T SMITH (Kew) (13:16:43): I rise, in accordance with the remarks made by the Manager of Opposition Business, to oppose the government business program. I oppose the government business program for a number of reasons, but particularly because the Local Government Bill 2019 that had been mooted for some time and that was introduced into this place in 2018, in the last Parliament, has had a number of iterations.
As the Leader of the House said, there was an exposure draft last year. There was a further discussion paper released by the Minister for Local Government earlier this year when there was a period of consultation with local government. This bill is a very complex piece of legislation. It, in a number of ways, amends and repeals various sections of the 1989 act, but it also allows for various provisions of the principal act to remain in force. We are literally talking about hundreds of pages of legislation that deals with the provision of local services but also the regulation and governance of local councils—the 79 local government areas around Victoria—that have a great bearing on the lives of everyday Victorians.
There are many provisions in this bill. It is because of the complexity of it not fully repealing the 1989 act and the way that it interrelates with other acts of Parliament, and the way that this bill is silent on a number of very important matters, that I would like the opportunity to question the government in consideration in detail, because I think that these matters are of significant importance. Indeed the constitution of Victoria provides for local government, and this bill, which will amend the 1989 act and make various other consequential amendments, makes good on that constitutional provision that there will be local government in Victoria—and it does provide important services to citizens.
I cannot emphasise enough how complex some of the provisions are. For various local councils, particularly in country Victoria, particularly very small councils with low rate bases, the complexity of a number of these provisions will be such that these councils will have to engage further advice at quite significant cost to them, unless some of these provisions are tightened up in this Parliament—indeed unless we can get some very direct answers to a few key questions on a number of these provisions, which to a non-legally trained mind, would be extremely confusing. The ideological and political aspects of the bill, I am very concerned about. I support single-member ward councils elected by preferential voting in metro Melbourne, but I am concerned about how that will affect small regional councils and I do not support that.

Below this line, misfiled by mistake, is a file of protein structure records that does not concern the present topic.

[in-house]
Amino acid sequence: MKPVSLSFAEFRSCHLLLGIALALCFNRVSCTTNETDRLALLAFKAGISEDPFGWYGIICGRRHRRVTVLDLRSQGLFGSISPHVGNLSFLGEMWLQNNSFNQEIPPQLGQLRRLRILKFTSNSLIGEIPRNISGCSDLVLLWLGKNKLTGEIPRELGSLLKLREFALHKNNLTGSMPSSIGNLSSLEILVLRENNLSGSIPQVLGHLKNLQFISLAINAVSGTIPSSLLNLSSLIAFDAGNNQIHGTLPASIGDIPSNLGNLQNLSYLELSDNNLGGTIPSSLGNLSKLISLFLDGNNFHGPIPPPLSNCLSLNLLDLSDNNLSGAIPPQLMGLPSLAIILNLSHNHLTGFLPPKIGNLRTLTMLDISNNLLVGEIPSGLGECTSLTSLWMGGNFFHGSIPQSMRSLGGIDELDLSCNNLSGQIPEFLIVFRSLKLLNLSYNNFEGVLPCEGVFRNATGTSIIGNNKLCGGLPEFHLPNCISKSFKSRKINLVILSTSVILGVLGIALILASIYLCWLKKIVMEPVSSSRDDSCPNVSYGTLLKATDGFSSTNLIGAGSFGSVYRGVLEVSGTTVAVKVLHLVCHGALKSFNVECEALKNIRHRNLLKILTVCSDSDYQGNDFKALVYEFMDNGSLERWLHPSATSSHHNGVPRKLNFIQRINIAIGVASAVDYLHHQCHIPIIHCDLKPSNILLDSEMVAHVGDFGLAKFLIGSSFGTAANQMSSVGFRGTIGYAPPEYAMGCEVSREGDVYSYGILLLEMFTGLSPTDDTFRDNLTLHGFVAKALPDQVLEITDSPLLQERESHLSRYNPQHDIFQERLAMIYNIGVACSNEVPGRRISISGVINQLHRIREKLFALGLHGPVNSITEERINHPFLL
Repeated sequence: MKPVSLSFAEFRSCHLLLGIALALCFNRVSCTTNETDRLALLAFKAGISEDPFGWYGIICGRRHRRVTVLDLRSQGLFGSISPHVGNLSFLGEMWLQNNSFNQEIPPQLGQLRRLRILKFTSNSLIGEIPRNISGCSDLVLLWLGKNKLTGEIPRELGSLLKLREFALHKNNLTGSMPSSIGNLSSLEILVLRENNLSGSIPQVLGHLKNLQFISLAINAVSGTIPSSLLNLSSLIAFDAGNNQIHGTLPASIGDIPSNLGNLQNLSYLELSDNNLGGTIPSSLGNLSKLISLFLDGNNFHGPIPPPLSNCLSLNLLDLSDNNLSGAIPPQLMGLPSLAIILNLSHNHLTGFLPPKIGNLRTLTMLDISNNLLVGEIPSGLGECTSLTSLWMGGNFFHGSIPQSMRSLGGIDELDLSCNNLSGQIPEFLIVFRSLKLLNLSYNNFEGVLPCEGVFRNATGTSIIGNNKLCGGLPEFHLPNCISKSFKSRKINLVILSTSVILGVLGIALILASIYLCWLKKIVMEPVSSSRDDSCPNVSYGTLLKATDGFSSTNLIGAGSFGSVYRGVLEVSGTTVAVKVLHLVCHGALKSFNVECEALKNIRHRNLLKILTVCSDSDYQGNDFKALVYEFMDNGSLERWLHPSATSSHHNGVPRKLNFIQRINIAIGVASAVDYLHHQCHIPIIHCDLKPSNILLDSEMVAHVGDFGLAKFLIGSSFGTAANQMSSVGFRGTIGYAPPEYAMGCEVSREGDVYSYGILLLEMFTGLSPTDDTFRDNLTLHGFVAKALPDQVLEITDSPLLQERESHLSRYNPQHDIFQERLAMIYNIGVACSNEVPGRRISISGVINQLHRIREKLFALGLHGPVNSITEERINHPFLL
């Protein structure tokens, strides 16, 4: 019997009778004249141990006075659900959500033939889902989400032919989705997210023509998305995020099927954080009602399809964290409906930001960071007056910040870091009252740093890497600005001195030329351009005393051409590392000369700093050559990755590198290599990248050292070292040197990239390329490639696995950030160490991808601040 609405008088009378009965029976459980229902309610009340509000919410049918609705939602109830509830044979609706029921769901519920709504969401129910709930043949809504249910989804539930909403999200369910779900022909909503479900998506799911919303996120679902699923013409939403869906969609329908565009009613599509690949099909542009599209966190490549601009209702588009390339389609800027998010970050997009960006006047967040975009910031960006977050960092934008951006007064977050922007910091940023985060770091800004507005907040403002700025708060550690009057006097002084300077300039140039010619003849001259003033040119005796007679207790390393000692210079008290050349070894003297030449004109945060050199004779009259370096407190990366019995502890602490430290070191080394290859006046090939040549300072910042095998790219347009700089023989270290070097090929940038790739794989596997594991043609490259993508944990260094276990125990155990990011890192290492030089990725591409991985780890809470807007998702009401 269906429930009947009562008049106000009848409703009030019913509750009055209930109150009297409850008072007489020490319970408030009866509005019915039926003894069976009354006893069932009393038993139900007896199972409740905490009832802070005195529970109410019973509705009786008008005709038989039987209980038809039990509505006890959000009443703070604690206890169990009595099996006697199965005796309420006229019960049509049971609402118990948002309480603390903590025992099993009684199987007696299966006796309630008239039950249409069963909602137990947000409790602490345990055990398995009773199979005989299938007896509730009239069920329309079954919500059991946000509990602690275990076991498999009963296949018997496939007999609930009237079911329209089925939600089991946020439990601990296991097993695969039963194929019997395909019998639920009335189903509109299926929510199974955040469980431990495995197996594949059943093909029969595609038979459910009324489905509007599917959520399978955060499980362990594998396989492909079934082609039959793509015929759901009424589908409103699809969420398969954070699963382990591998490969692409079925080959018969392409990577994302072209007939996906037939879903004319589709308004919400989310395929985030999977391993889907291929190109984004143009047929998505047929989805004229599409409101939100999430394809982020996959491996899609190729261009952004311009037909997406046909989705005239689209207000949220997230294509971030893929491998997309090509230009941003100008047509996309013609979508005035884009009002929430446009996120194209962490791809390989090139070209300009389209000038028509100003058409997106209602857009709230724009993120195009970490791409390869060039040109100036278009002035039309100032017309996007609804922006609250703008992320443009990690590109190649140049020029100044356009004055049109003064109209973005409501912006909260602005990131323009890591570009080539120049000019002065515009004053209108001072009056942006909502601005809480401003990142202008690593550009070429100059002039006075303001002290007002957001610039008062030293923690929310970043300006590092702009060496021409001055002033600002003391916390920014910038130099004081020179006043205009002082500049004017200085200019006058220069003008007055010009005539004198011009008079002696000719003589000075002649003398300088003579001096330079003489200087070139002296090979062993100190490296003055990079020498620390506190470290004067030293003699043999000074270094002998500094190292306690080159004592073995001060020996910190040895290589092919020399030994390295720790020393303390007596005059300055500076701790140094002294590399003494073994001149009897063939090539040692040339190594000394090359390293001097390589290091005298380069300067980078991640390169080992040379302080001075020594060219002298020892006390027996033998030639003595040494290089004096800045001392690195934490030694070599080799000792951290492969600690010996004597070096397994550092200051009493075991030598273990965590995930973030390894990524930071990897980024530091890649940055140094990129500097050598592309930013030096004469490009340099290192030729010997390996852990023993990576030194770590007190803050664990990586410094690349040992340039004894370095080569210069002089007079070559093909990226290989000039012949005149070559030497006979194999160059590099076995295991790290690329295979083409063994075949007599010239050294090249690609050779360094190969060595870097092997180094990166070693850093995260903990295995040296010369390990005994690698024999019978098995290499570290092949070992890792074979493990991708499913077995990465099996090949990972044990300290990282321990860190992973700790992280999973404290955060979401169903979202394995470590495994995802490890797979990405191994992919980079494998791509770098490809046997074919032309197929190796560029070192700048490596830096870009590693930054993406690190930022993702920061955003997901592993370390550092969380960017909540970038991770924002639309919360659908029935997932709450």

Ms Allan: On a point of order, Deputy Speaker, in the vein as the one raised by the member for Warrandyte in the contribution by the member for Macedon earlier, I accept that there is some scope to talk about the parameters of the bill in the frame of, clearly, the opposition not supporting the government business program, but I think the member is starting to go into debate on the bill rather than on what he would like to see Parliament do or not do. That is a matter for the debate itself, not a matter to be resolved through the government business program. I ask you to rule in the same way that you ruled on the member for Warrandyte’s point of order: that the member be brought back to debating the government business program and not the substance of the bill.
Mr T Smith: On the point of order, Deputy Speaker, I am explaining to the Leader of the House why I believe that we ought to be given the opportunity to go into consideration in detail on this bill so I can question the minister—I think it is the Minister for Consumer Affairs, Gaming and Liquor Regulation, who will be representing the Minister for Local Government—as to a number of these key provisions and how they will impact, for example, small regional councils. Now, clearly the minister is concerned that the various ministers that will be questioned on this matter are not across the detail and will most probably make fools of themselves if they answer.
The DEPUTY SPEAKER: There is no opportunity for me to rule on the point of order. The member’s time has expired.